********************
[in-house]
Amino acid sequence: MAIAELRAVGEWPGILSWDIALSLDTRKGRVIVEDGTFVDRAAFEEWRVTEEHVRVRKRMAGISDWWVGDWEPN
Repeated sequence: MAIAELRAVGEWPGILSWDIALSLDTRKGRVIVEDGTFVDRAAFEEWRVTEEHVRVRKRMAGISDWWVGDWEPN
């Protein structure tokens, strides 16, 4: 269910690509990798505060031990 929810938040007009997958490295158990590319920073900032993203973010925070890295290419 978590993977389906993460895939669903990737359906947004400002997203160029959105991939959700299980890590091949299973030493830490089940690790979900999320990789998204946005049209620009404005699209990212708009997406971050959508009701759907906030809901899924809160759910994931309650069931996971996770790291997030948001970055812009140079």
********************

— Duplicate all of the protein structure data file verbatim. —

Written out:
[in-house]
Amino acid sequence: MAIAELRAVGEWPGILSWDIALSLDTRKGRVIVEDGTFVDRAAFEEWRVTEEHVRVRKRMAGISDWWVGDWEPN
Repeated sequence: MAIAELRAVGEWPGILSWDIALSLDTRKGRVIVEDGTFVDRAAFEEWRVTEEHVRVRKRMAGISDWWVGDWEPN
């Protein structure tokens, strides 16, 4: 269910690509990798505060031990 929810938040007009997958490295158990590319920073900032993203973010925070890295290419 978590993977389906993460895939669903990737359906947004400002997203160029959105991939959700299980890590091949299973030493830490089940690790979900999320990789998204946005049209620009404005699209990212708009997406971050959508009701759907906030809901899924809160759910994931309650069931996971996770790291997030948001970055812009140079």